Sunday, 17 May 2015

The Sharing Group Discussion on the Moratarium for the Hadd

 بِسۡمِ ٱللهِ ٱلرَّحۡمَـٰنِ ٱلرَّحِيمِ

Brother Tarek Walad posted this on The Sharing Group on the 29th April, 2015, by Prof. Tariq Ramadan: An International Call for Moratorium on Corporal Punishment, Stoning & the Death Penalty in the Islamic World.

Brother James Harris: Very interesting.  Thanks for sharing this, Sidi Tarek.

Brother Terence Helikaon Nunis: I support the idea of a moratorium.

Brother Frederick Jacob Kohn: Exactly what I said yesterday: The opposition and condemnations by the West supplies, paradoxically, the popular feeling of fidelity to the Islamic teachings; a reasoning that is antithetical, simple and simplistic.  Some will persuade themselves by asserting that the West has long since lost its moral references and became so permissive that the harshness of the Islamic penal code which punishes behaviours judged immoral, is by antithesis, the true and only alternative to ‘Western decadence’.  These formalistic and binary reasoning are fundamentally dangerous for they claim and grant an Islamic quality to a legislation, not in what it promotes, protects and applies justice to, but more so because it sanctions harsh and visible punishment to certain behaviours and in stark contrast and opposition to the Western laws, which are perceived as morally permissive.

Brother Tarek Walad: The late Dr. Fazlur Rahman (r.a.) pointed out, “To insist on literal interpretation of the rules of the Qur’an, shutting one’s eyes to the social change that has occurred and that is so palpably occurring before our eyes, is tantamount to deliberately defeating its moral-social purpose and objectives.  It is just as though, in view of the Qur’anic emphasis on freeing slaves, one were to insist on preserving the institution of slavery so that one could earn merit in the Sight of God by freeing slaves.  Surely the whole tenor of the teaching of the Qur’an is that there should be no slavery at all.”

The problem is that a significant segment of the ‘ulama continues to believe that allegiance to these laws demonstrates fidelity to the faith as if hudud were a pillar of Islam and not open for social change.  There are massive challenges confronting most Muslim societies today, ranging from poverty and exploitation to authoritarianism and foreign domination that cannot be resolved through the promulgation of hudud ordinances.  I like the Idea of the moratorium until we have found new solutions and everyone who questions the relevance of hudud in our times against rigid and legalistic laws without flexibility respects in reality the eternal Islamic mission of protecting human dignity and promoting social justice.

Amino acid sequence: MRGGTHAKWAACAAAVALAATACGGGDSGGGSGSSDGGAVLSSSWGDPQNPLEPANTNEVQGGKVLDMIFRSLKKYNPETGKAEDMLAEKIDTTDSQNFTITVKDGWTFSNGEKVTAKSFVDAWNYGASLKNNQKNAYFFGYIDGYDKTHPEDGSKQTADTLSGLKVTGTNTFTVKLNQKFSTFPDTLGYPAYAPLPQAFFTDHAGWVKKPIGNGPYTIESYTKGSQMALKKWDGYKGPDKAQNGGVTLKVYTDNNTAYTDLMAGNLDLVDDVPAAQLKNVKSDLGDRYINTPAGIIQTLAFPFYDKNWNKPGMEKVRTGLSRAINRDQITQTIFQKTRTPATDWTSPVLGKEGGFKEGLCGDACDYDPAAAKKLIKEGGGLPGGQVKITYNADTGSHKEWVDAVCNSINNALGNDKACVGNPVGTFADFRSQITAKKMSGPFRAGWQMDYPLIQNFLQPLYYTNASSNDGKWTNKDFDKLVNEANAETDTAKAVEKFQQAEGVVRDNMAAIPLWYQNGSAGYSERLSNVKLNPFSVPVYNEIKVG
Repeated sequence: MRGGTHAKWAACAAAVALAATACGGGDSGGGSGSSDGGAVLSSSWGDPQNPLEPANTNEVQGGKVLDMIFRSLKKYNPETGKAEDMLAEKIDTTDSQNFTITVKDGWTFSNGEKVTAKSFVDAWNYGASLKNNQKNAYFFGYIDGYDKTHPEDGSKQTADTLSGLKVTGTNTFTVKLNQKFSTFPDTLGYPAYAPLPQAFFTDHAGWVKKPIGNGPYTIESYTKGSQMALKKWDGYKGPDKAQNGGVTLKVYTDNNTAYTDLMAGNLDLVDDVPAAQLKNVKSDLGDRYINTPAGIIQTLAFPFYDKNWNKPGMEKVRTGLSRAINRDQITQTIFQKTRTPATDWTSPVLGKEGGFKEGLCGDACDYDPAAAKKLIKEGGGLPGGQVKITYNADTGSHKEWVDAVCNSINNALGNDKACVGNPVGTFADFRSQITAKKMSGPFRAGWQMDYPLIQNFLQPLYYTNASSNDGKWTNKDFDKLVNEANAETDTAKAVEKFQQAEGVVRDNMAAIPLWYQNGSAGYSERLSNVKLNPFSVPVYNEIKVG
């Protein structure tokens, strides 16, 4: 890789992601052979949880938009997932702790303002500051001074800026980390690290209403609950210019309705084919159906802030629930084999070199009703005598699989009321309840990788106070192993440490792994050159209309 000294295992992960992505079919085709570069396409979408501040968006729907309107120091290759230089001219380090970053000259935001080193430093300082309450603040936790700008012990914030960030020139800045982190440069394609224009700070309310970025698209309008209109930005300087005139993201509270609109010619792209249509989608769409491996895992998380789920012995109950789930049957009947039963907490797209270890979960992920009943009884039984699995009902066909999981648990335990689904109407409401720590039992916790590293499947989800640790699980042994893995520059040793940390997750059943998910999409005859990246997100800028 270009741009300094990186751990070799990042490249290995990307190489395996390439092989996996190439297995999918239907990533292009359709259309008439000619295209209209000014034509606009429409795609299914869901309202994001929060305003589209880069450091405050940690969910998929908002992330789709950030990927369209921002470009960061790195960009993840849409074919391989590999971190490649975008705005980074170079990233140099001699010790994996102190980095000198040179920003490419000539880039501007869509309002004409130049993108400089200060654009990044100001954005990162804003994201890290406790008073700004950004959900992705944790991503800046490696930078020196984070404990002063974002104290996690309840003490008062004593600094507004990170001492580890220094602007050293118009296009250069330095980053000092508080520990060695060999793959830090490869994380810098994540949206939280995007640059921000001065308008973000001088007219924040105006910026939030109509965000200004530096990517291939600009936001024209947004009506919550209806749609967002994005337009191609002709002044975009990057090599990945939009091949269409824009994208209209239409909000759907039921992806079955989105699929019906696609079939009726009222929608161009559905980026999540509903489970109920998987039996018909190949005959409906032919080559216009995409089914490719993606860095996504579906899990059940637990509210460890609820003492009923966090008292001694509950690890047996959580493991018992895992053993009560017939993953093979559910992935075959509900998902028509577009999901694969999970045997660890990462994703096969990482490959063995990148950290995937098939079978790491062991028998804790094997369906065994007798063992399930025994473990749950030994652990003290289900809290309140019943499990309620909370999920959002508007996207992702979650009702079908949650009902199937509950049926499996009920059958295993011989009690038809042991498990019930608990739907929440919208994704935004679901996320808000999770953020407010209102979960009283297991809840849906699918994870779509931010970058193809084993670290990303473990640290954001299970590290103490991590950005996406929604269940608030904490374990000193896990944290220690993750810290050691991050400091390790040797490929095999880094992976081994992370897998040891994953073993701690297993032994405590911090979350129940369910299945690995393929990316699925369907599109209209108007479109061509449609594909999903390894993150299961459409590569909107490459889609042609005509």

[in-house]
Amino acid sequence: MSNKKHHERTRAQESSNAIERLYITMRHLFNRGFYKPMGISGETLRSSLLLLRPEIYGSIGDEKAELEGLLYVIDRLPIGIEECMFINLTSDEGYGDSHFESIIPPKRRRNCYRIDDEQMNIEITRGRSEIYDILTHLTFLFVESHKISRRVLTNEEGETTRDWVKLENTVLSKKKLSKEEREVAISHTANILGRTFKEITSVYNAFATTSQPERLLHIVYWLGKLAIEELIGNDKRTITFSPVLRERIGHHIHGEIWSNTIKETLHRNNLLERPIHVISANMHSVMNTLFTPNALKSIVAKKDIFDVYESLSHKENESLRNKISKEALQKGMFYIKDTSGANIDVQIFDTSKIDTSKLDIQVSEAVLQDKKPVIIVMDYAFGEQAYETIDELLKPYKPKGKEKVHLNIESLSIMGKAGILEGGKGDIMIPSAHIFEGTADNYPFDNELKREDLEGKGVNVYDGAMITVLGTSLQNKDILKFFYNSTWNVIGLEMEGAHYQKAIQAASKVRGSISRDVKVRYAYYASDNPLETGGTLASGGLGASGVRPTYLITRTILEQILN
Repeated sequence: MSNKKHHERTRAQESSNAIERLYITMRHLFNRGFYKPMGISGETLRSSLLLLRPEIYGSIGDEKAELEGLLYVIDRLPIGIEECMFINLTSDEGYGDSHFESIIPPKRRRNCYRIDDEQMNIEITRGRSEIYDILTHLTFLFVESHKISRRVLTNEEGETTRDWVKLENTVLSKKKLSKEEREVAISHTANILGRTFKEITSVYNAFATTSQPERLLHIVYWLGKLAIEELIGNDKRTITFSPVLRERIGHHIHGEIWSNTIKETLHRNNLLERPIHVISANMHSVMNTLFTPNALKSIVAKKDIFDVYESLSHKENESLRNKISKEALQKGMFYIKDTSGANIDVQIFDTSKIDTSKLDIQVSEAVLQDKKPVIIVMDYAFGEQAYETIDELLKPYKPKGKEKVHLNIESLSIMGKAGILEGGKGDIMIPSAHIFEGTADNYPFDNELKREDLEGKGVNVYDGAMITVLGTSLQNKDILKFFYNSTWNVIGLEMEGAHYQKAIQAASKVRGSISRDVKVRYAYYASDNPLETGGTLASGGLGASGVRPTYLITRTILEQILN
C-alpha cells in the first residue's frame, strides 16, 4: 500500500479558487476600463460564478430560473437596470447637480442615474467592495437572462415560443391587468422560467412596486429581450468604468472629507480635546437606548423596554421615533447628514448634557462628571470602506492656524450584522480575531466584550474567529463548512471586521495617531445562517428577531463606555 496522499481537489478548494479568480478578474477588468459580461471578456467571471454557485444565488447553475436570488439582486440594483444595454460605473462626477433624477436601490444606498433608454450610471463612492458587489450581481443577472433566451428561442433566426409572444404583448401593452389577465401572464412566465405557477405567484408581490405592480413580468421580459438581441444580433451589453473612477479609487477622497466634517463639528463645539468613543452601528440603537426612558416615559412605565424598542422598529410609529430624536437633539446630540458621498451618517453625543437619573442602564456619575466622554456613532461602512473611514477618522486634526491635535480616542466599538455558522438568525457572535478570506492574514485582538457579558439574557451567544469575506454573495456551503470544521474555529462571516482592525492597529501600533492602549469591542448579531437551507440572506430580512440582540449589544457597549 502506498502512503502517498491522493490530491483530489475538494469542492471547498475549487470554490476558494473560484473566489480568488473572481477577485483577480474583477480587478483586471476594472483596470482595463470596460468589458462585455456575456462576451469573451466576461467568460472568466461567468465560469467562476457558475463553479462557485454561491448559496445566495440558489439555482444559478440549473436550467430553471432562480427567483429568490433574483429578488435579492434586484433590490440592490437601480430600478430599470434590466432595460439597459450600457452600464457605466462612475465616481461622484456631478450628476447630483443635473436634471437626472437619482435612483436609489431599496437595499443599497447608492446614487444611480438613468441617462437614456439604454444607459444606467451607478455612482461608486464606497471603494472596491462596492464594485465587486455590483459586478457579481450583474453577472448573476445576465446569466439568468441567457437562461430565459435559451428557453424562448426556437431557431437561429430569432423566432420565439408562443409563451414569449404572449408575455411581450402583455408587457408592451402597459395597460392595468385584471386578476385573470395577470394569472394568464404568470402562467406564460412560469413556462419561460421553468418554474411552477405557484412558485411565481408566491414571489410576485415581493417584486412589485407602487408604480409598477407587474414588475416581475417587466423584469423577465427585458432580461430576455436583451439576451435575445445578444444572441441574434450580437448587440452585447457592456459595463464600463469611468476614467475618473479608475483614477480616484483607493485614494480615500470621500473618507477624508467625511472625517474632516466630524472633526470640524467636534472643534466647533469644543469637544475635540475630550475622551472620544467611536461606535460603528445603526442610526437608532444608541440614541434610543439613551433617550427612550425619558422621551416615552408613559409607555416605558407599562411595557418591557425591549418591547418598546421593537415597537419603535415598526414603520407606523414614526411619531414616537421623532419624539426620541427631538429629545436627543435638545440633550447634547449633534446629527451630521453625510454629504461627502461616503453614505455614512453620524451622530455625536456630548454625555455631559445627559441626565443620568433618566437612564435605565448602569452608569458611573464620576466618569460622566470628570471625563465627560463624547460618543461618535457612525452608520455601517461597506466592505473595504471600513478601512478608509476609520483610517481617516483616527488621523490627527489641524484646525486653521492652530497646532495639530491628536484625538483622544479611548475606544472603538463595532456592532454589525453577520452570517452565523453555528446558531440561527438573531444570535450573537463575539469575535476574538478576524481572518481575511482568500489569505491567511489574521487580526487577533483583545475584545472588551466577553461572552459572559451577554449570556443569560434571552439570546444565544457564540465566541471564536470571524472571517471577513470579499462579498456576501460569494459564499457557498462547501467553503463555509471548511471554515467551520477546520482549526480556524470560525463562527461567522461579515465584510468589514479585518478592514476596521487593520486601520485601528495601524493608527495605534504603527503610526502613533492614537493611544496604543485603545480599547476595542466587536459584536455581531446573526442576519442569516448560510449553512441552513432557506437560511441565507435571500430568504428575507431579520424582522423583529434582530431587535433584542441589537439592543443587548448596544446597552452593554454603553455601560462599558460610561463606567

Brother Colin Turner: Not only a moratorium, Brother Terence, but an outright, permanent ban on punishments such as stoning, beheading, collapsing walls on people and such like.

Brother Terence Helikaon Nunis: I was just going through the new Brunei shari’ah statutes.  It is not very pleasant reading.  Brunei has reverted to the Stone Age.

Brother James Harris: I thought the Muslim masses had got over the idea that the more brutal the methods of punishment meted out by their governments, the more just their legal system will be.

Brother Colin Turner: So few are the signs of Islam among most Muslims today that the only way that most of can be sure that our society is ‘Islamic’ is if we're executing people left, right and centre.

Brother James Harris: Yes, in a way, it does make us different from the ‘kuffar’.

Sister Shima Umm Ramy: There is no stoning in Islam, says Dr. Adnan Ibrahim: No Stoning in Islam (1/1), No Stoning in Islam (2/1).


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